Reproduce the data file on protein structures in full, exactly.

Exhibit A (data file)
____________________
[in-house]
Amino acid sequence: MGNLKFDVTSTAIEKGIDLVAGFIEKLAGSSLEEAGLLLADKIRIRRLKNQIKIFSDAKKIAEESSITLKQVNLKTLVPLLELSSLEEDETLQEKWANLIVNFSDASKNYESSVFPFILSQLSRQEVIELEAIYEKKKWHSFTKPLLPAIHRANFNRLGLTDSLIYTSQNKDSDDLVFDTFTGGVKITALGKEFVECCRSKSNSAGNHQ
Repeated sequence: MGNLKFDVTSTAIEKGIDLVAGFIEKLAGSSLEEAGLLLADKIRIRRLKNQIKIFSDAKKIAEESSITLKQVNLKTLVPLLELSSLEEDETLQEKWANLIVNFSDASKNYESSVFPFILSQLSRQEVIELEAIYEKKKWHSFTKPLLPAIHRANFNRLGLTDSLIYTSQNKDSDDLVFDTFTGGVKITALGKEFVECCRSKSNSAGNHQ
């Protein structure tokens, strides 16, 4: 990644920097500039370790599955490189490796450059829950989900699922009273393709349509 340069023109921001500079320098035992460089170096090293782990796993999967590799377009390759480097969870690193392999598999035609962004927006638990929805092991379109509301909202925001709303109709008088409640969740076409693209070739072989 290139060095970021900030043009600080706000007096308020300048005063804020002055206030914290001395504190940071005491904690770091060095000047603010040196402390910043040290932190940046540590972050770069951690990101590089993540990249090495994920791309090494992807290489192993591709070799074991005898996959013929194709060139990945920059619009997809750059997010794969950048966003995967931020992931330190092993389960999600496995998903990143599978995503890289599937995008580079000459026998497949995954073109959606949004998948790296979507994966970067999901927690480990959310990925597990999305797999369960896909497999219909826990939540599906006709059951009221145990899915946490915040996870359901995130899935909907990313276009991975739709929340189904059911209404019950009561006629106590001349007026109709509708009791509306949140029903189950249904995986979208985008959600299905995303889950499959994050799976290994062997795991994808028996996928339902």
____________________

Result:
[in-house]
Amino acid sequence: MGNLKFDVTSTAIEKGIDLVAGFIEKLAGSSLEEAGLLLADKIRIRRLKNQIKIFSDAKKIAEESSITLKQVNLKTLVPLLELSSLEEDETLQEKWANLIVNFSDASKNYESSVFPFILSQLSRQEVIELEAIYEKKKWHSFTKPLLPAIHRANFNRLGLTDSLIYTSQNKDSDDLVFDTFTGGVKITALGKEFVECCRSKSNSAGNHQ
Repeated sequence: MGNLKFDVTSTAIEKGIDLVAGFIEKLAGSSLEEAGLLLADKIRIRRLKNQIKIFSDAKKIAEESSITLKQVNLKTLVPLLELSSLEEDETLQEKWANLIVNFSDASKNYESSVFPFILSQLSRQEVIELEAIYEKKKWHSFTKPLLPAIHRANFNRLGLTDSLIYTSQNKDSDDLVFDTFTGGVKITALGKEFVECCRSKSNSAGNHQ
């Protein structure tokens, strides 16, 4: 990644920097500039370790599955490189490796450059829950989900699922009273393709349509 340069023109921001500079320098035992460089170096090293782990796993999967590799377009390759480097969870690193392999598999035609962004927006638990929805092991379109509301909202925001709303109709008088409640969740076409693209070739072989 290139060095970021900030043009600080706000007096308020300048005063804020002055206030914290001395504190940071005491904690770091060095000047603010040196402390910043040290932190940046540590972050770069951690990101590089993540990249090495994920791309090494992807290489192993591709070799074991005898996959013929194709060139990945920059619009997809750059997010794969950048966003995967931020992931330190092993389960999600496995998903990143599978995503890289599937995008580079000459026998497949995954073109959606949004998948790296979507994966970067999901927690480990959310990925597990999305797999369960896909497999219909826990939540599906006709059951009221145990899915946490915040996870359901995130899935909907990313276009991975739709929340189904059911209404019950009561006629106590001349007026109709509708009791509306949140029903189950249904995986979208985008959600299905995303889950499959994050799976290994062997795991994808028996996928339902």